- October 18th, 2012
I've been re-reading the BoTC books, inspired in part, I'll admit, by Richard asking a while back why people turned in books (specifically the BotC ones) to used bookstores.
My own thoughts about why have developed during the re-reading so far(still on the first book), and I think it's hinted at during the introduction. Richard says,
"So, one day, about two years ago, Wendy and I were wondering how we might fulfill the readers' wishes for more information on the ten chiefs, and we came up with the idea of a storybook: ten stories, ten vignettes from each life. We'd write the stories ourselves, and perhaps even publish the book ourselves. We mentioned this to Bob and Lynn, who grinned impishly, and suggested, "Why not do it as a continuing anthology, like Thieves' World, just to pick an example from thin air. We'll even help with the authors and the editing.
I said, 'That's a great idea!' Heavyweight writers, I exulted. A major publisher. Respectability."
On its own, not a bad idea per se. In execution, though?
It didn't quite work.
Overall, the books read, as a former club member put it, as "a holt for pros." It behaves like one as well. Canon (the source material) gets overshadowed by fanon (fannish changes, additions, subtractions). As an obvious example, the word "ravvit". Yes, we all know it supposed to be a rabbit. So why spell it differently? Same with "punkins". I can see someone arguing "Well, it's a different world," etc. However, in the comics it was "rabbit". In the first novel, it's "rabbit" (bush-rabbits, to be exact). Why change it?
I've been told -- I haven't read him in decades, and don't remember -- that swapping out a letter in a common word to make a 'new' one is a habit of Piers Anthony.
I may be wrong, but I have the feeling of NNF (No Name Fan) acceding to the "just because" desires of a BNF (Big Name Fan).
We're also given little bits of history in the mini-intros to each story in the first anthology. In the one to Rahnee's story, Longreach (later Longbranch) tells Nightfall, "The high ones' blood runs strong in you, child. Your mother's mother had almost no wolf-blood in her. But Timmorn's blood runs strong in you, too; you get that from your father who would have been chief if Mantricker had died before Bearclaw found his name. ..."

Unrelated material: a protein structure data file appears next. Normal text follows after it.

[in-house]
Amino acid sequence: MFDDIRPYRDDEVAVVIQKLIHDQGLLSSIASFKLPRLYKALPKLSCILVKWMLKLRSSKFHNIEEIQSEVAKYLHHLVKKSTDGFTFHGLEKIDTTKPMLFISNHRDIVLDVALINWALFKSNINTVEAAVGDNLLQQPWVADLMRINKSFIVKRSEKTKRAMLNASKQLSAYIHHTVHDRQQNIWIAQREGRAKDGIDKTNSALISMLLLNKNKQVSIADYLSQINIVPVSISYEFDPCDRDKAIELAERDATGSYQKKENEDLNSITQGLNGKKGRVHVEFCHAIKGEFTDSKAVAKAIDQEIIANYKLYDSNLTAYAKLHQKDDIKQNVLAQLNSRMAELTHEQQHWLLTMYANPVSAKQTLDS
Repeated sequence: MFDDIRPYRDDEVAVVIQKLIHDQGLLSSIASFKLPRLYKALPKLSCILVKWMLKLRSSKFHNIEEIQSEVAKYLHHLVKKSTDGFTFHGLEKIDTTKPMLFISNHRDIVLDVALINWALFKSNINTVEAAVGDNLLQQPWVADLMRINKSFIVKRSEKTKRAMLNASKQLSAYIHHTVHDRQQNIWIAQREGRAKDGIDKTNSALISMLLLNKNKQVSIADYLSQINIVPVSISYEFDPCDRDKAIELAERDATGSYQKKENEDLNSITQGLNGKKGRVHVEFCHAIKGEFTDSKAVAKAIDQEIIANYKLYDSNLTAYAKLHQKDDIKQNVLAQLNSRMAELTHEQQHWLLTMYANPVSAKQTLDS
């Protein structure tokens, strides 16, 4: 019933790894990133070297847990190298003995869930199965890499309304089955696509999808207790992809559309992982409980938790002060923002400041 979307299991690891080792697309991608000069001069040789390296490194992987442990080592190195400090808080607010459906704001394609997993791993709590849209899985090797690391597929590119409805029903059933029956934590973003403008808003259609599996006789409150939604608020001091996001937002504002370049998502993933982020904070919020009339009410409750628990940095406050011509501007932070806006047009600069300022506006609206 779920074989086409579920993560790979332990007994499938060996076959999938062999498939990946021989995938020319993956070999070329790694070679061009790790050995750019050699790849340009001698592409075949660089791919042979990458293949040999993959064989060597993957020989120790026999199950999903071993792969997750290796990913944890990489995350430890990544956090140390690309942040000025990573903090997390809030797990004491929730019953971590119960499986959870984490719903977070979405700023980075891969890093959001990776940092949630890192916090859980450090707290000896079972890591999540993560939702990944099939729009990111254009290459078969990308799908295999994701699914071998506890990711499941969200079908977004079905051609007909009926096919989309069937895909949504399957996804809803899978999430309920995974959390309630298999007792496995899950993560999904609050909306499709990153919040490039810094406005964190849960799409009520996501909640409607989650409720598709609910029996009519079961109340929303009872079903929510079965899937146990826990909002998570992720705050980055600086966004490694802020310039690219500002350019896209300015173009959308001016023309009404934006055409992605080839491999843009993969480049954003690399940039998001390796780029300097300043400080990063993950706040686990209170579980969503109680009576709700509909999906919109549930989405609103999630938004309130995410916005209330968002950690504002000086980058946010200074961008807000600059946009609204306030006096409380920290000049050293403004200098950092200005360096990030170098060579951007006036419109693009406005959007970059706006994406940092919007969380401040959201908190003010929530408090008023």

Later in the comics series, it's revealed Longbranch and Brownberry were Recognized and Nightfall is their daughter. Okay. That contradicts what was presented as canon in the BotC series, however. And we were told that the BotC series was canon.
As it turns out, they were canon until something better came along.
It's not easy to juggle a universe of facts and trivia, god knows. A fan once approached Anne McCaffrey with a list of plot holes and whiplashing characterizations, and McCaffrey patted her on the hand and said, "Don't worry, dear, it's just a story." Marion Zimmer Bradley said in one her Darkover anthologies that she, in the beginning at least, would make up distances from point A to point B that readers later pointed out. She also said she killed off a secondary character to hook up a female character with whom a friend identified to the book's hero, and regretted the decision ever since. She didn't change it in the rewrite (Sharra's Exile), however.
I don't want fanfiction from Wendy and Richard. I don't want fanfiction from the people they authorize to create in their universe. I want canon -- not something that's added (or subtracted) because someone else thinks they can do it better, or cooler, or whatever.
On their own, a few of stories in the Blood anthologies are excellent. Some are very good. Some aren't. What they all do, however, is give the impression that they're not quite 'really' Elfquest.That's the core reason I think the BotC anthologies wind up in used book stores.